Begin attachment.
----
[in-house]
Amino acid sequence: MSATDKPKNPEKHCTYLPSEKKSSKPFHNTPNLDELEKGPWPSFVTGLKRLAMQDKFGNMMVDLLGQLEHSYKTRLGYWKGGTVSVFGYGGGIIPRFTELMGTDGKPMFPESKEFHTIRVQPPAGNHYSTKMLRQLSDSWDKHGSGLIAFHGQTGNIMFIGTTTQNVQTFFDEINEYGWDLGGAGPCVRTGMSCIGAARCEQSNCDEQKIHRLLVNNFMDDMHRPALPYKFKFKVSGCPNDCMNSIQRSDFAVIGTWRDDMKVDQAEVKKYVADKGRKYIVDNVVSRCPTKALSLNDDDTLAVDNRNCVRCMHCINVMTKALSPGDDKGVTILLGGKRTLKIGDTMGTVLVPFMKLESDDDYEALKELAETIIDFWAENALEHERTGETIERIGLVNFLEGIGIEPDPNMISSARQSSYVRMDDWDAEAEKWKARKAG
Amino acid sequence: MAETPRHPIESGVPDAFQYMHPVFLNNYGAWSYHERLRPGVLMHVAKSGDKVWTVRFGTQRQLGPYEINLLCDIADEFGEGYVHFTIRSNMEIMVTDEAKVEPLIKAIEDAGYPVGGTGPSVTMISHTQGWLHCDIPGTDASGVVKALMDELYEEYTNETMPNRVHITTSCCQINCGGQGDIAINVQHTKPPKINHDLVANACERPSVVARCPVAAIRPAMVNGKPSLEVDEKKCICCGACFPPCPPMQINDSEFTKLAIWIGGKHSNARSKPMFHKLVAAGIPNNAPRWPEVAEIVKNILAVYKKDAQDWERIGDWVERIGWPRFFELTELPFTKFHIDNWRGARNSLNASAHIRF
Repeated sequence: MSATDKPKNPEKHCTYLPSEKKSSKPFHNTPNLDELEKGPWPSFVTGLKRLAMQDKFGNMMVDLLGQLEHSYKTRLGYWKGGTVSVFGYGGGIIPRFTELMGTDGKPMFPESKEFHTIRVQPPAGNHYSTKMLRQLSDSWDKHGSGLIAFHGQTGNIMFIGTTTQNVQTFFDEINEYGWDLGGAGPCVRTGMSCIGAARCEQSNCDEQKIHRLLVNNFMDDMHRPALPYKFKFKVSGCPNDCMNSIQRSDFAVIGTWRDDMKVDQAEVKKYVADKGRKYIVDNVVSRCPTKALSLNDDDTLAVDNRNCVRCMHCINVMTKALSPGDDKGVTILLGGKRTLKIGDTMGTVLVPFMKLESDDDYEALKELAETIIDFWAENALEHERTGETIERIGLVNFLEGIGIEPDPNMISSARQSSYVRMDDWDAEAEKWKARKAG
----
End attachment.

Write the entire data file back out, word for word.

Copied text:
[in-house]
Amino acid sequence: MSATDKPKNPEKHCTYLPSEKKSSKPFHNTPNLDELEKGPWPSFVTGLKRLAMQDKFGNMMVDLLGQLEHSYKTRLGYWKGGTVSVFGYGGGIIPRFTELMGTDGKPMFPESKEFHTIRVQPPAGNHYSTKMLRQLSDSWDKHGSGLIAFHGQTGNIMFIGTTTQNVQTFFDEINEYGWDLGGAGPCVRTGMSCIGAARCEQSNCDEQKIHRLLVNNFMDDMHRPALPYKFKFKVSGCPNDCMNSIQRSDFAVIGTWRDDMKVDQAEVKKYVADKGRKYIVDNVVSRCPTKALSLNDDDTLAVDNRNCVRCMHCINVMTKALSPGDDKGVTILLGGKRTLKIGDTMGTVLVPFMKLESDDDYEALKELAETIIDFWAENALEHERTGETIERIGLVNFLEGIGIEPDPNMISSARQSSYVRMDDWDAEAEKWKARKAG
Amino acid sequence: MAETPRHPIESGVPDAFQYMHPVFLNNYGAWSYHERLRPGVLMHVAKSGDKVWTVRFGTQRQLGPYEINLLCDIADEFGEGYVHFTIRSNMEIMVTDEAKVEPLIKAIEDAGYPVGGTGPSVTMISHTQGWLHCDIPGTDASGVVKALMDELYEEYTNETMPNRVHITTSCCQINCGGQGDIAINVQHTKPPKINHDLVANACERPSVVARCPVAAIRPAMVNGKPSLEVDEKKCICCGACFPPCPPMQINDSEFTKLAIWIGGKHSNARSKPMFHKLVAAGIPNNAPRWPEVAEIVKNILAVYKKDAQDWERIGDWVERIGWPRFFELTELPFTKFHIDNWRGARNSLNASAHIRF
Repeated sequence: MSATDKPKNPEKHCTYLPSEKKSSKPFHNTPNLDELEKGPWPSFVTGLKRLAMQDKFGNMMVDLLGQLEHSYKTRLGYWKGGTVSVFGYGGGIIPRFTELMGTDGKPMFPESKEFHTIRVQPPAGNHYSTKMLRQLSDSWDKHGSGLIAFHGQTGNIMFIGTTTQNVQTFFDEINEYGWDLGGAGPCVRTGMSCIGAARCEQSNCDEQKIHRLLVNNFMDDMHRPALPYKFKFKVSGCPNDCMNSIQRSDFAVIGTWRDDMKVDQAEVKKYVADKGRKYIVDNVVSRCPTKALSLNDDDTLAVDNRNCVRCMHCINVMTKALSPGDDKGVTILLGGKRTLKIGDTMGTVLVPFMKLESDDDYEALKELAETIIDFWAENALEHERTGETIERIGLVNFLEGIGIEPDPNMISSARQSSYVRMDDWDAEAEKWKARKAG